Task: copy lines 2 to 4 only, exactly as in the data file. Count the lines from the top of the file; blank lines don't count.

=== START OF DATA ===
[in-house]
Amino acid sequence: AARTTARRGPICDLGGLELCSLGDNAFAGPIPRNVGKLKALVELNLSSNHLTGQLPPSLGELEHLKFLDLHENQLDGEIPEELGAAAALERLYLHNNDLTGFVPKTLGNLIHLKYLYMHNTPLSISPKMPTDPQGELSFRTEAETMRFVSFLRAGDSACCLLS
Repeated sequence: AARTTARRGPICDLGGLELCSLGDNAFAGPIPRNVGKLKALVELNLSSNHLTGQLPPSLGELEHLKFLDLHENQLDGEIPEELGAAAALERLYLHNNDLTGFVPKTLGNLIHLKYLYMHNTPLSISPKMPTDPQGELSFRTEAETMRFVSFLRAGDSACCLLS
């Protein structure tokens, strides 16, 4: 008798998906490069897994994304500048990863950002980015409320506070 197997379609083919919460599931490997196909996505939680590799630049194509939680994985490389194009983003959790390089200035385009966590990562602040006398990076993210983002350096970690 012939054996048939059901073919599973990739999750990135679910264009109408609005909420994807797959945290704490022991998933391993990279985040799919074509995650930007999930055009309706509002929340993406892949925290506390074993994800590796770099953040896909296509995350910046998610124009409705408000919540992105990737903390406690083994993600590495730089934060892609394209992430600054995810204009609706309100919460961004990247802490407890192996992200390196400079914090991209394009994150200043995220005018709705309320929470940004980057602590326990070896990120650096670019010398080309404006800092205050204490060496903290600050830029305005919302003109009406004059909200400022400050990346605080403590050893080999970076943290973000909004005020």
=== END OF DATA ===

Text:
Amino acid sequence: AARTTARRGPICDLGGLELCSLGDNAFAGPIPRNVGKLKALVELNLSSNHLTGQLPPSLGELEHLKFLDLHENQLDGEIPEELGAAAALERLYLHNNDLTGFVPKTLGNLIHLKYLYMHNTPLSISPKMPTDPQGELSFRTEAETMRFVSFLRAGDSACCLLS
Repeated sequence: AARTTARRGPICDLGGLELCSLGDNAFAGPIPRNVGKLKALVELNLSSNHLTGQLPPSLGELEHLKFLDLHENQLDGEIPEELGAAAALERLYLHNNDLTGFVPKTLGNLIHLKYLYMHNTPLSISPKMPTDPQGELSFRTEAETMRFVSFLRAGDSACCLLS
């Protein structure tokens, strides 16, 4: 008798998906490069897994994304500048990863950002980015409320506070 197997379609083919919460599931490997196909996505939680590799630049194509939680994985490389194009983003959790390089200035385009966590990562602040006398990076993210983002350096970690 012939054996048939059901073919599973990739999750990135679910264009109408609005909420994807797959945290704490022991998933391993990279985040799919074509995650930007999930055009309706509002929340993406892949925290506390074993994800590796770099953040896909296509995350910046998610124009409705408000919540992105990737903390406690083994993600590495730089934060892609394209992430600054995810204009609706309100919460961004990247802490407890192996992200390196400079914090991209394009994150200043995220005018709705309320929470940004980057602590326990070896990120650096670019010398080309404006800092205050204490060496903290600050830029305005919302003109009406004059909200400022400050990346605080403590050893080999970076943290973000909004005020």